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What does it mean "to be detached to something"? I have heard this word only with "from", is it the same meaning or the opposite ? The verb was used in the context : An important key element here is to become detached to the outcome. While the tide is coming in you don’t have to worry about the details. Once the tide comes in, the details will always take care of themselves...

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    Looks like a mistake to me. Have you found this usage anywhere else? Jul 24, 2018 at 7:25
  • No, I have looked it up in some dictionaries on the Internet, but they give only examples with "detached from"
    – bugsy2
    Jul 24, 2018 at 7:34
  • @PhilMJones See my answer. That sense of detached is rather philosophical and so appears in (mostly Oriental) religion and philosophy.
    – Kris
    Jul 24, 2018 at 8:08

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According to Oxford Dictionaries, detached to is a military term, meaning:

(of a group of soldiers or ships) be sent on a separate mission.

An example:

‘our crew were detached to Tabuk for the exercise’

There are some examples of detached to being used in books, most of which are either militaristic in nature or deals with programming terms. To be more specific, the phrase detached to the outcome was included verbatim in exactly three books, compared to the ubiquitous detached from the outcome, according to Google.

This leads me to believe that the usage in your example is, in fact, erroneous.

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  • Yes, but in the given context, that meaning will not fit.
    – Kris
    Jul 24, 2018 at 8:17
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    Yes, which is why I concluded the usage of the word to be an error by the author, or whoever uttered the phrase.
    – VTH
    Jul 24, 2018 at 8:21
  • No, there's no error. Please see my answer.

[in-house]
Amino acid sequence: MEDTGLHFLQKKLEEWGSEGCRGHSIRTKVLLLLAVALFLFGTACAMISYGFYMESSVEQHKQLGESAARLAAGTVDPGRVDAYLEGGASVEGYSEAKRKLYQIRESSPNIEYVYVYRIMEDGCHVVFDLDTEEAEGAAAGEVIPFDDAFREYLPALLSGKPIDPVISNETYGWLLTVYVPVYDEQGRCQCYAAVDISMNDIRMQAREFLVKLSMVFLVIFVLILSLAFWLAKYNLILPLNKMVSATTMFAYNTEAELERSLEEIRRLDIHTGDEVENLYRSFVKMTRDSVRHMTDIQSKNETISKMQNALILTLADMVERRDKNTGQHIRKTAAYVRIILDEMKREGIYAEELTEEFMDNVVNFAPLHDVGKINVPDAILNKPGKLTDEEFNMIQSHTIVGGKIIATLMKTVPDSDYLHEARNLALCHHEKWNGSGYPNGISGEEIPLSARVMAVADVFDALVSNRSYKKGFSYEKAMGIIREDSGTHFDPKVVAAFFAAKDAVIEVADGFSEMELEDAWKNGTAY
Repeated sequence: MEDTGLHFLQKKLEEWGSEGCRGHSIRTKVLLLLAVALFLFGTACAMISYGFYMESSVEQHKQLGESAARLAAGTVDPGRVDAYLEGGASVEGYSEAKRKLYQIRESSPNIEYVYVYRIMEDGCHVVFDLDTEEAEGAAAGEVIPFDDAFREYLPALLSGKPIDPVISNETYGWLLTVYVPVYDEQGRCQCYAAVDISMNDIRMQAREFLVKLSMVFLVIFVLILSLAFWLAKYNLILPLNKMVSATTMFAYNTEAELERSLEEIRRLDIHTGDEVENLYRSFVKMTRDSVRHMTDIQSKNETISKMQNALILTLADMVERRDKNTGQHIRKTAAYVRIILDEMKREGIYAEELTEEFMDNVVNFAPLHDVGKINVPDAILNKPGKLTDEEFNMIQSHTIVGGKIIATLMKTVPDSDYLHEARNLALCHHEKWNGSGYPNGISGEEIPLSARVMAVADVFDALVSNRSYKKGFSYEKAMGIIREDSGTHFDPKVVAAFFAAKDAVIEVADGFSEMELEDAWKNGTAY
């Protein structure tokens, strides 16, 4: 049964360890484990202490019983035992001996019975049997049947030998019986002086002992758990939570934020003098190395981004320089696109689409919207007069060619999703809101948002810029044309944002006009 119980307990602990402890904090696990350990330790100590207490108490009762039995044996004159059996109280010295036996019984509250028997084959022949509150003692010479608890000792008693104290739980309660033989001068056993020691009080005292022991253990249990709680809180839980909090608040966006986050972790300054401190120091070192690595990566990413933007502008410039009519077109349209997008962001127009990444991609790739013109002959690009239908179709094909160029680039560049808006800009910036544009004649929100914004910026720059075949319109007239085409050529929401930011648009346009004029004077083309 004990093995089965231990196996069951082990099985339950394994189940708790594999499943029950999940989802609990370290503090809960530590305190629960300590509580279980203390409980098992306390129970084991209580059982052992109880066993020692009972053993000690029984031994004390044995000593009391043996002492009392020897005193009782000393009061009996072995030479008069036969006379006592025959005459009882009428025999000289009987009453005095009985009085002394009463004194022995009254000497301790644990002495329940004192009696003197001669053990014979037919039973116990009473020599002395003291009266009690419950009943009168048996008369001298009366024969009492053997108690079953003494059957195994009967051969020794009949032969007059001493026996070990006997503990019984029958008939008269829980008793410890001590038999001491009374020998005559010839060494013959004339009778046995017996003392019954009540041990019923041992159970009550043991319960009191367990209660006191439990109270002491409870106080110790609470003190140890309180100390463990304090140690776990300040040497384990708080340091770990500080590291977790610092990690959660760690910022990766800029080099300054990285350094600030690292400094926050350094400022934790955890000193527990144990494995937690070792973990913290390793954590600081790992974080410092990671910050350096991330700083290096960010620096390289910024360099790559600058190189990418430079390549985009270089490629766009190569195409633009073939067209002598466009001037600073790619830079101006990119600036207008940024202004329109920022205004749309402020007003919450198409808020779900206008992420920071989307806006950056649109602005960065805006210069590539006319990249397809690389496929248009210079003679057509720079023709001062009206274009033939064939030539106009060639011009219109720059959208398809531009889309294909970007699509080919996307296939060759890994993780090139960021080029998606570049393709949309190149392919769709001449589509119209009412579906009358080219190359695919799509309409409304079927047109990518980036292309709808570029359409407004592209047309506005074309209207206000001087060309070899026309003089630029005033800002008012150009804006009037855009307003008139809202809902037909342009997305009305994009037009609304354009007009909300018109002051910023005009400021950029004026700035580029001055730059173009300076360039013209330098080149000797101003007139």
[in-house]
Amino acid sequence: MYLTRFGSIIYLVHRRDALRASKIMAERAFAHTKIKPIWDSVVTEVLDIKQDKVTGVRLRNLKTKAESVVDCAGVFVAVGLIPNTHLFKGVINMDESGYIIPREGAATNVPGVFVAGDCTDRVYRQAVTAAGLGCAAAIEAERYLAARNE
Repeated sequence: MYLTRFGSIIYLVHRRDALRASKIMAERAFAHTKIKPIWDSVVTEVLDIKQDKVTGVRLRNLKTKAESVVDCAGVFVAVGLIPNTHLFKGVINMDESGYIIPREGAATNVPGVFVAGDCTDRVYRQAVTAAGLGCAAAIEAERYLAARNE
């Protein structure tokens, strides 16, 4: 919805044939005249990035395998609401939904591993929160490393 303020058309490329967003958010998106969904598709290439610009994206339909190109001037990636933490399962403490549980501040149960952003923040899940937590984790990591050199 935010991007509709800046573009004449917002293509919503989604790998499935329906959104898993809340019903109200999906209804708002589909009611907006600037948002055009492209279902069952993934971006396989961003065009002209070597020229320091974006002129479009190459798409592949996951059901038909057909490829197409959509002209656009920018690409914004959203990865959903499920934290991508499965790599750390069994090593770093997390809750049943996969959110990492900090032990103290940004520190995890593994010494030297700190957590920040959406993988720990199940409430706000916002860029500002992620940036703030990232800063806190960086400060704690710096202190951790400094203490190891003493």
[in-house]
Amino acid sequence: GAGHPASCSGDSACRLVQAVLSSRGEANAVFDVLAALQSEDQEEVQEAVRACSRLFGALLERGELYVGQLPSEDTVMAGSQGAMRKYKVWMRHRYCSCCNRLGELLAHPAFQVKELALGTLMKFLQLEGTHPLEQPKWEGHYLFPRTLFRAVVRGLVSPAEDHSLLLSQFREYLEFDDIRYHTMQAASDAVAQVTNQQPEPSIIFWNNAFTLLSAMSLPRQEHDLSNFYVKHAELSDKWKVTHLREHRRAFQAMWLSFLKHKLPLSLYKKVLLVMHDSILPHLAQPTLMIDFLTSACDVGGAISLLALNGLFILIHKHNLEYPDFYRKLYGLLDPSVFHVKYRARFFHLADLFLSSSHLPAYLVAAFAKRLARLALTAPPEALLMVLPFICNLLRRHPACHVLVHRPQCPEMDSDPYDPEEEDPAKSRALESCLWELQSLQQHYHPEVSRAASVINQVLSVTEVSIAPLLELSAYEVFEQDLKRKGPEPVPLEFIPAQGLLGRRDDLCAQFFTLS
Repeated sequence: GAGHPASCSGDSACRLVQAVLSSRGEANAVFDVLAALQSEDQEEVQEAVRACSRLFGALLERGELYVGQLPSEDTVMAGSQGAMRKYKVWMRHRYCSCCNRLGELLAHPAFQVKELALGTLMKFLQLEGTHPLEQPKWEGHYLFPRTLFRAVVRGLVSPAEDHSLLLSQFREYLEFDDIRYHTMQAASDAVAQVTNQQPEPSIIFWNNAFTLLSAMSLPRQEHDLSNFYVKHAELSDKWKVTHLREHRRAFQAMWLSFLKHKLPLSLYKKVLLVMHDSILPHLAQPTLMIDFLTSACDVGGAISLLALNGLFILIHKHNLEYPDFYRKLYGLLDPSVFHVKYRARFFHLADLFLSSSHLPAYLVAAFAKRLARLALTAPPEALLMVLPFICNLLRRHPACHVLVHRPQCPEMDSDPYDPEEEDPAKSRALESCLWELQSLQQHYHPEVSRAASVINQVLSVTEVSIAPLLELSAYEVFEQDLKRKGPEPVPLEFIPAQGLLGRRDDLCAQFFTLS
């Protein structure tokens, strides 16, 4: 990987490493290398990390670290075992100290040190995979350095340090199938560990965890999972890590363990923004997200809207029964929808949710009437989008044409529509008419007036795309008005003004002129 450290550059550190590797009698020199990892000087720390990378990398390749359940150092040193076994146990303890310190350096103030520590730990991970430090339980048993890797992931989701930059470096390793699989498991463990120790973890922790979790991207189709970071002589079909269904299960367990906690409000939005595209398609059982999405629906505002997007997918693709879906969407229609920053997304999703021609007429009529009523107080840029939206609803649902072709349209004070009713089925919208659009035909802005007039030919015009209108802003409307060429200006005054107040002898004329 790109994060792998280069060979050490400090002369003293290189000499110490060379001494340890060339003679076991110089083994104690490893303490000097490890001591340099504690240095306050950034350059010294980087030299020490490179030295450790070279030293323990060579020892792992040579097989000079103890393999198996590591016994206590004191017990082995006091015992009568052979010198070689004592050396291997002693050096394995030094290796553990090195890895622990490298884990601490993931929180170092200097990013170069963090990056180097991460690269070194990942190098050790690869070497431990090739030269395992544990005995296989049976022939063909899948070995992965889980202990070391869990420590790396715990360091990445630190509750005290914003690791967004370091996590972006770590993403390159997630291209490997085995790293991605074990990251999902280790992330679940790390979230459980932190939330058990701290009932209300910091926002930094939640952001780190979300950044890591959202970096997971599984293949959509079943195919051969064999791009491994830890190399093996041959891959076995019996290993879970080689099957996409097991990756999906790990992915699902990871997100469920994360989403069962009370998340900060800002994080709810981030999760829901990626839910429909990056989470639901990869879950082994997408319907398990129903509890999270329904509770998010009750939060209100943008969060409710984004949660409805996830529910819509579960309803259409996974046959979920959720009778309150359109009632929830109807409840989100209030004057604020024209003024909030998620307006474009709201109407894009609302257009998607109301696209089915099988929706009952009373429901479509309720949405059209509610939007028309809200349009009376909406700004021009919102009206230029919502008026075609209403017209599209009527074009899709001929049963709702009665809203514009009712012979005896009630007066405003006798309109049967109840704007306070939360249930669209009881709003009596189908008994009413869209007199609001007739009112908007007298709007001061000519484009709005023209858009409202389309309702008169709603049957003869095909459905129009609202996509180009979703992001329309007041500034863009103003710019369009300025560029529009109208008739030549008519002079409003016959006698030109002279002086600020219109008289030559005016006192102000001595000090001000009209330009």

– Kris
    Jul 24, 2018 at 8:22
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    As unoriginal as it is, my opinion of this matter echoes that of @JamesRandom. I will reiterate: the phrase "detached to the outcome" appears exactly three times in Google Books. See the link I provided in my answer. I have also did some additional digging and found that most books use "detached from", not "to", further suggesting that the usage is just a mere oddity at best. I shall not be answering to any more of your questions, since you don't seem to be very open to differing opinions.
    – VTH
    Jul 24, 2018 at 8:47
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    @Kris You criticise others for not doing the "right" sort of research and yet you have not produced a single citation for "detached to". (Nor for it being "in (mostly Oriental) religion and philosophy".)
    – user184130
    Jul 24, 2018 at 15:40
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As noted in other comments, this looks like a mistake to me so I looked on Google Ngrams for detached to it, detached about it (the latter seeming more natural to me in this context).

So, to is less common than about but not completely unknown. Which I guess is consistent with some people here thinking it is natural. (Although some of the to senses were the military meaning of "send to".)

Replacing it with him or her gave more even results for to and about (with to slightly ahead for him - not sure what the significance, if any, of that is).